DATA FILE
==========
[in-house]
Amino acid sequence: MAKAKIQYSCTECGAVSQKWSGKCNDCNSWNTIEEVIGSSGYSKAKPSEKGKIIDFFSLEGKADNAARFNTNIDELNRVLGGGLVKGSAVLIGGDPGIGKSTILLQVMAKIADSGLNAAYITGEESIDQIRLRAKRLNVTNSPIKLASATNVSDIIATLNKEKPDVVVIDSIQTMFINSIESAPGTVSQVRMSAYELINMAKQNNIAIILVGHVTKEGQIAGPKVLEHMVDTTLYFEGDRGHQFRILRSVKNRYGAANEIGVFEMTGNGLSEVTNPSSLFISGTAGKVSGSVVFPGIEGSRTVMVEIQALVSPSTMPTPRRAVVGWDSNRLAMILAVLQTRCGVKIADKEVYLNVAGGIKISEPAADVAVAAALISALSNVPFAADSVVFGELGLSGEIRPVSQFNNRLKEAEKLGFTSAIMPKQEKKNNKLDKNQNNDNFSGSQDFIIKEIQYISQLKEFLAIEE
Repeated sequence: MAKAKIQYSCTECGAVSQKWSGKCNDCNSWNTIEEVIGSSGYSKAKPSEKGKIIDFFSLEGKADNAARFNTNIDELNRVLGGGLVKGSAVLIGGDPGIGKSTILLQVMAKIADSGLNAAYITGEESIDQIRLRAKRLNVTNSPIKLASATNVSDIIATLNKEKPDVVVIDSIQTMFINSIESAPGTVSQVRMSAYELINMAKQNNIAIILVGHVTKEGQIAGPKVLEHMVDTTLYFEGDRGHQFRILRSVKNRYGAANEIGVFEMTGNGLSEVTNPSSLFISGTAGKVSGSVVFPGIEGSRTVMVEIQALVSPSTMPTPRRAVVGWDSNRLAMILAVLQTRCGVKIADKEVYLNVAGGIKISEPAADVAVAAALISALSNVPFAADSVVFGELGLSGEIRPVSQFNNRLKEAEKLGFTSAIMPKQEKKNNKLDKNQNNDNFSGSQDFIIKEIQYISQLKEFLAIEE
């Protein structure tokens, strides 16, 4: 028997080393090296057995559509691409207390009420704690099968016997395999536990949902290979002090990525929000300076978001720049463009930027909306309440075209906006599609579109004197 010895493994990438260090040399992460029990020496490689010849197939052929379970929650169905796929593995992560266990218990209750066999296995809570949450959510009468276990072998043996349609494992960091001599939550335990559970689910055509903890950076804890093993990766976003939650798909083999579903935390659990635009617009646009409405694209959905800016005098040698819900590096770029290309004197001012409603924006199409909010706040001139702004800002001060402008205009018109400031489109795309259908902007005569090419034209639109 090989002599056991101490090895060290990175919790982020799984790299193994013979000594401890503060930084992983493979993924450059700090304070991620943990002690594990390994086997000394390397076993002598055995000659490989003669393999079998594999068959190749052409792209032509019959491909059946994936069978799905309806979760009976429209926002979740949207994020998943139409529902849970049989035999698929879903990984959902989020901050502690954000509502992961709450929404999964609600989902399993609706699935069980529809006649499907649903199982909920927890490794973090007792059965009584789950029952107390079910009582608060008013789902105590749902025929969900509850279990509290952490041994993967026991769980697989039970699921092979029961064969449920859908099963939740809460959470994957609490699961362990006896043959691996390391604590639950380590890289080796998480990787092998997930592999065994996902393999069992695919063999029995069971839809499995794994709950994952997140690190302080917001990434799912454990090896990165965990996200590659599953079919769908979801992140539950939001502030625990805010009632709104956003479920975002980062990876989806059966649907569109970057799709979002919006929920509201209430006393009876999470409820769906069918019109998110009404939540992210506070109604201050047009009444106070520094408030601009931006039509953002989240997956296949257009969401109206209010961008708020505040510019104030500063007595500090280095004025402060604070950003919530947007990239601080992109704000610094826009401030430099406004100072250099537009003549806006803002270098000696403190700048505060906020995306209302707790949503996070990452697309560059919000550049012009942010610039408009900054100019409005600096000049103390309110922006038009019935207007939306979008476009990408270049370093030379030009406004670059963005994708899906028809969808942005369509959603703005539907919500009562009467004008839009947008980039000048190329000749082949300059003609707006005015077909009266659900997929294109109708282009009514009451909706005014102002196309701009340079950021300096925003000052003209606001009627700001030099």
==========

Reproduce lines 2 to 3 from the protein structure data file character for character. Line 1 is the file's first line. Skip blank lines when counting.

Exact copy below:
Amino acid sequence: MAKAKIQYSCTECGAVSQKWSGKCNDCNSWNTIEEVIGSSGYSKAKPSEKGKIIDFFSLEGKADNAARFNTNIDELNRVLGGGLVKGSAVLIGGDPGIGKSTILLQVMAKIADSGLNAAYITGEESIDQIRLRAKRLNVTNSPIKLASATNVSDIIATLNKEKPDVVVIDSIQTMFINSIESAPGTVSQVRMSAYELINMAKQNNIAIILVGHVTKEGQIAGPKVLEHMVDTTLYFEGDRGHQFRILRSVKNRYGAANEIGVFEMTGNGLSEVTNPSSLFISGTAGKVSGSVVFPGIEGSRTVMVEIQALVSPSTMPTPRRAVVGWDSNRLAMILAVLQTRCGVKIADKEVYLNVAGGIKISEPAADVAVAAALISALSNVPFAADSVVFGELGLSGEIRPVSQFNNRLKEAEKLGFTSAIMPKQEKKNNKLDKNQNNDNFSGSQDFIIKEIQYISQLKEFLAIEE
Repeated sequence: MAKAKIQYSCTECGAVSQKWSGKCNDCNSWNTIEEVIGSSGYSKAKPSEKGKIIDFFSLEGKADNAARFNTNIDELNRVLGGGLVKGSAVLIGGDPGIGKSTILLQVMAKIADSGLNAAYITGEESIDQIRLRAKRLNVTNSPIKLASATNVSDIIATLNKEKPDVVVIDSIQTMFINSIESAPGTVSQVRMSAYELINMAKQNNIAIILVGHVTKEGQIAGPKVLEHMVDTTLYFEGDRGHQFRILRSVKNRYGAANEIGVFEMTGNGLSEVTNPSSLFISGTAGKVSGSVVFPGIEGSRTVMVEIQALVSPSTMPTPRRAVVGWDSNRLAMILAVLQTRCGVKIADKEVYLNVAGGIKISEPAADVAVAAALISALSNVPFAADSVVFGELGLSGEIRPVSQFNNRLKEAEKLGFTSAIMPKQEKKNNKLDKNQNNDNFSGSQDFIIKEIQYISQLKEFLAIEE